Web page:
When British inventor Harry Grindell-Matthews claimed to have invented a death ray, our intrepid reporter was on it. He headed off to London to witness Grindell-Matthews perform the following four feats in his laboratory:
- He turned his invisible ray on a running engine, and it began to slow down.
- He used the ray to explode a tiny amount of gunpowder in a dish all the way across the room.
- The ray was able to light up a lamp that was unconnected to any other power source.
- It wouldn't be a death ray if it couldn't dole out a healthy dose of mortality, this time to an unfortunate mouse: "The ray, now made visible to facilitate a direct hit and appearing as a thin pencil of lavender-colored light, was trained for an instant on the little mouse. Instantly, the creature stiffened and died, with all the symptoms of violent electric shock.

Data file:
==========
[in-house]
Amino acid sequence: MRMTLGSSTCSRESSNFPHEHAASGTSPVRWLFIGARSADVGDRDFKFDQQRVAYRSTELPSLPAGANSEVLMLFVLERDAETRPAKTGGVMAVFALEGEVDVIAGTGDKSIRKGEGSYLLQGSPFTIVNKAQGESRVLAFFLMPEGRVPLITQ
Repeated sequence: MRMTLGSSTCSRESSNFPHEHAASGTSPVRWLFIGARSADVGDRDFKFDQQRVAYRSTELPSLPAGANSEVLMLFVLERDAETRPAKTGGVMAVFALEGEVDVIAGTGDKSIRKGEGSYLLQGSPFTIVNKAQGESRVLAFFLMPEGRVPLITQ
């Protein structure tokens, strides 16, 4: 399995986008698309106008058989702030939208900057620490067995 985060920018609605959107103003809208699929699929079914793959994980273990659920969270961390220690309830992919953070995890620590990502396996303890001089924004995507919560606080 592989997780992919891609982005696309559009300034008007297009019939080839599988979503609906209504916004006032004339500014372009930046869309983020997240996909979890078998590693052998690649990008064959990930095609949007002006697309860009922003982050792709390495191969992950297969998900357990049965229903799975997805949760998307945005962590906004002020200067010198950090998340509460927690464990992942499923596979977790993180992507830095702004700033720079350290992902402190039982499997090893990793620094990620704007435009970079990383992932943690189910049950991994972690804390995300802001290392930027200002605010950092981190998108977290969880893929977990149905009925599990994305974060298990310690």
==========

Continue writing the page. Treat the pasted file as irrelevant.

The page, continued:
Grindell-Matthews did not reveal how he produced his ray, and denied that it was ultraviolet light, but we kind of suspected at the time that he was full of it, as "the fact remains that ultraviolet light would do about what Mr. Grindell-Matthews says that his carrier beam does do."
Read the full story in Man's Most Terrible Invention.